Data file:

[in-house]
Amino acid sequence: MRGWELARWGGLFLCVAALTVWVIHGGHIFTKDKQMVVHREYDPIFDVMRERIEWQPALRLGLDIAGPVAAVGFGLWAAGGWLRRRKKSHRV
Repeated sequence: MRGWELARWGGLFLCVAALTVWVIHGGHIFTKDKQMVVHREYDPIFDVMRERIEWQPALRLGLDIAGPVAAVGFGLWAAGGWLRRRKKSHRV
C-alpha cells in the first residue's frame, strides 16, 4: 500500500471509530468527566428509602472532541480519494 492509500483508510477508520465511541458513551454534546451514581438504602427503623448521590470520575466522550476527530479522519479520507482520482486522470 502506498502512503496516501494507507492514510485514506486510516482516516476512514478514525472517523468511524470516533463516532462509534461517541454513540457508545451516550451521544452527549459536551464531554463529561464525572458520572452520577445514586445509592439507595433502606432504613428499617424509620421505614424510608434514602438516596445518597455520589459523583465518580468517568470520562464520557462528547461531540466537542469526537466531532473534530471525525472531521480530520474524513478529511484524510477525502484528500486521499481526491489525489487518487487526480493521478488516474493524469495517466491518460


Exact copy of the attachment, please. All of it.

[in-house]
Amino acid sequence: MRGWELARWGGLFLCVAALTVWVIHGGHIFTKDKQMVVHREYDPIFDVMRERIEWQPALRLGLDIAGPVAAVGFGLWAAGGWLRRRKKSHRV
Repeated sequence: MRGWELARWGGLFLCVAALTVWVIHGGHIFTKDKQMVVHREYDPIFDVMRERIEWQPALRLGLDIAGPVAAVGFGLWAAGGWLRRRKKSHRV
C-alpha cells in the first residue's frame, strides 16, 4: 500500500471509530468527566428509602472532541480519494 492509500483508510477508520465511541458513551454534546451514581438504602427503623448521590470520575466522550476527530479522519479520507482520482486522470 502506498502512503496516501494507507492514510485514506486510516482516516476512514478514525472517523468511524470516533463516532462509534461517541454513540457508545451516550451521544452527549459536551464531554463529561464525572458520572452520577445514586445509592439507595433502606432504613428499617424509620421505614424510608434514602438516596445518597455520589459523583465518580468517568470520562464520557462528547461531540466537542469526537466531532473534530471525525472531521480530520474524513478529511484524510477525502484528500486521499481526491489525489487518487487526480493521478488516474493524469495517466491518460